I have to find a job, a house, friends.. It feels the same like when I arrived in Canberra, Australia, or Malang, Indonesia. At those points, I had a job but I didn’t have my own life. I had a host family, who took care of me like my own family, but I had to built up my own life at that part of the world. Right now, it’s kind of the same. Which is okay, but strange. This was my home, now it just feels like another part of the world where I will live my life for an unset amount of time. That’s the thing with traveling: it makes you feel at home anywhere you are. My world became bigger and smaller at the same time. I know what I’m capable of, I know that I can live my life somewhere else in the world and I know that it’s not that hard: it’s possible! So why should I stay here? That’s a question I’m asking myself a lot these weeks, and until now I can’t really find an answer. My priority is to find a job, probably in the Netherlands. I really want to start working again, to meet people, to learn more. Once I get a job, I can start looking for my own house and from that point on I can start building up my own life. And who knows, stay there for a little bit longer than only a few months. That’s my intention, but we’ll see how it goes.

To be honest, the Netherlands doesn’t feel like the country where I want to live for the rest of my life. It’s beautiful, I love walking around in Utrecht for example to discover the history you can find anywhere. The nature is pretty, the streets are clean, it smells fresh, trains are coming when they have to come (usually), everything works how it should work. I’m not complaining, I love how easy it is to live here.

But just one more thing… what is it about the people in Europe? Why is everyone so moody outside? Why is no-one smiling? Why is it strange to say ‘hello’  to a stranger when crossing the street? Or even just smile? They are looking at you like you’re crazy. I really miss the friendliness I’ve experienced around the world, I just wish everyone didn’t live in his/her own bubble as much as they do. Life is so much more beautiful when you’re happy, smiling, sharing and caring. I’m only back for a few weeks, and I can feel that I’m going back into a same bubble, even though I don’t want to! Help! Traveling and, maybe even more, working abroad has shown me how life can be and how life should be. That’s my goal, and I will keep working on that.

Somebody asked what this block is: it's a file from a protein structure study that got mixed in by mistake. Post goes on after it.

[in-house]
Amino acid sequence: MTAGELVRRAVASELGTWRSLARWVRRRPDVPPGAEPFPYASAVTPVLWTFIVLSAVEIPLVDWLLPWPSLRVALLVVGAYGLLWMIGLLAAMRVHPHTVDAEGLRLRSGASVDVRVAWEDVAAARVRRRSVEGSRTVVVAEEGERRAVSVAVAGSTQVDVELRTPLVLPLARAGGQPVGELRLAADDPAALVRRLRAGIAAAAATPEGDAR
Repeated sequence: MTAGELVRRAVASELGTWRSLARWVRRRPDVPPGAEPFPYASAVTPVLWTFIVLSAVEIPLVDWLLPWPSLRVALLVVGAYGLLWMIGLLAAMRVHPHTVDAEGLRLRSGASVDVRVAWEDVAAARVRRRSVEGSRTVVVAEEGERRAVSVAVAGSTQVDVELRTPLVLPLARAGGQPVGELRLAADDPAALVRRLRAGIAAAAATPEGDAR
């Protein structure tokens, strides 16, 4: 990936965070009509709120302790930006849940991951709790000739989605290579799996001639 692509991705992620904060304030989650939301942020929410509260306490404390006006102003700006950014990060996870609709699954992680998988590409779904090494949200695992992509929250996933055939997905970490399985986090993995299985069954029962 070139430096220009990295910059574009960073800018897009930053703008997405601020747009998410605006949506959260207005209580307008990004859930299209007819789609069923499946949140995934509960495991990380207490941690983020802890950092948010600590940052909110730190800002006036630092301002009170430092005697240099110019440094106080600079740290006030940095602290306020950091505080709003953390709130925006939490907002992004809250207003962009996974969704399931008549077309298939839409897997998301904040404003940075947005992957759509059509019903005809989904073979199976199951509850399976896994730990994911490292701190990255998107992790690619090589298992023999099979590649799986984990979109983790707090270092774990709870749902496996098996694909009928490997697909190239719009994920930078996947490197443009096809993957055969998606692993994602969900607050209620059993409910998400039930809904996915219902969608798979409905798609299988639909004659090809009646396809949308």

For now, I’m glad I made it back safely and I love seeing everyone again, so I will just enjoy all the good things in life and keep exploring my homecountry. Eventually it will feel like home, where-ever I am. How wonderful is that?!

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4 thoughts on “Returning to something that once was called home

  1. Right! Everything seems so plain at home after you’ve been elsewhere lol Well keep writing about and expressing it and I think it’ll get easier. The Netherlands has always been on my wish list of places to visit by the way!

    Like